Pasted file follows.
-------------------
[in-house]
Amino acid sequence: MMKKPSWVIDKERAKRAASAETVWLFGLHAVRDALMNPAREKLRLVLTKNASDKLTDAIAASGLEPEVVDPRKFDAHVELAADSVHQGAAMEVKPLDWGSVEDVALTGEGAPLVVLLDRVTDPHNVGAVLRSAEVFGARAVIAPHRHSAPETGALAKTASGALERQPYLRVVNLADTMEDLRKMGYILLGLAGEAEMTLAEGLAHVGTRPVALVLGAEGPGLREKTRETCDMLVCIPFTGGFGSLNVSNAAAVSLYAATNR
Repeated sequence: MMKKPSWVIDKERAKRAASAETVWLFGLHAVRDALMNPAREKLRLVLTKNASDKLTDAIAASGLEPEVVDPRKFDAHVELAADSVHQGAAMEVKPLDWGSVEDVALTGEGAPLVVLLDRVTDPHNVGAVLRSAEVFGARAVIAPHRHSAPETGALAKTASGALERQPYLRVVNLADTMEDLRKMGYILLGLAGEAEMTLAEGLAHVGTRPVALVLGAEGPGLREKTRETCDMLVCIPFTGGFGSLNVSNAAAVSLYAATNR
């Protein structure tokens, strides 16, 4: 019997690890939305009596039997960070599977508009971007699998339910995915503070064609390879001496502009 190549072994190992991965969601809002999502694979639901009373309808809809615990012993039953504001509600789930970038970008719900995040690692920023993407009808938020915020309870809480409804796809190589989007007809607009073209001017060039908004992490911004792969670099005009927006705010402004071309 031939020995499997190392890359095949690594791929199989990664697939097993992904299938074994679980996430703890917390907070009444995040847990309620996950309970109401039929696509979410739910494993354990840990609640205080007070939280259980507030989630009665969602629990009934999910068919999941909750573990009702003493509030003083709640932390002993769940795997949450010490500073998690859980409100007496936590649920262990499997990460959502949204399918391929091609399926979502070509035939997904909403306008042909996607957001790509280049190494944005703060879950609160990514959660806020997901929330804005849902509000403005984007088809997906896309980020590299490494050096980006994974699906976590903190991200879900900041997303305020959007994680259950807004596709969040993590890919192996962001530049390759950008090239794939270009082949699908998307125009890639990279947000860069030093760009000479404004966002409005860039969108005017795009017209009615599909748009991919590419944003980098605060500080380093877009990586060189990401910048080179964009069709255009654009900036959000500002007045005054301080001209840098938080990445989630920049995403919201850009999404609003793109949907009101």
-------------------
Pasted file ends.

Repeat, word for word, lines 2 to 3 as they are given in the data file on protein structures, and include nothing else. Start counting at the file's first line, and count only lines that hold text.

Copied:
Amino acid sequence: MMKKPSWVIDKERAKRAASAETVWLFGLHAVRDALMNPAREKLRLVLTKNASDKLTDAIAASGLEPEVVDPRKFDAHVELAADSVHQGAAMEVKPLDWGSVEDVALTGEGAPLVVLLDRVTDPHNVGAVLRSAEVFGARAVIAPHRHSAPETGALAKTASGALERQPYLRVVNLADTMEDLRKMGYILLGLAGEAEMTLAEGLAHVGTRPVALVLGAEGPGLREKTRETCDMLVCIPFTGGFGSLNVSNAAAVSLYAATNR
Repeated sequence: MMKKPSWVIDKERAKRAASAETVWLFGLHAVRDALMNPAREKLRLVLTKNASDKLTDAIAASGLEPEVVDPRKFDAHVELAADSVHQGAAMEVKPLDWGSVEDVALTGEGAPLVVLLDRVTDPHNVGAVLRSAEVFGARAVIAPHRHSAPETGALAKTASGALERQPYLRVVNLADTMEDLRKMGYILLGLAGEAEMTLAEGLAHVGTRPVALVLGAEGPGLREKTRETCDMLVCIPFTGGFGSLNVSNAAAVSLYAATNR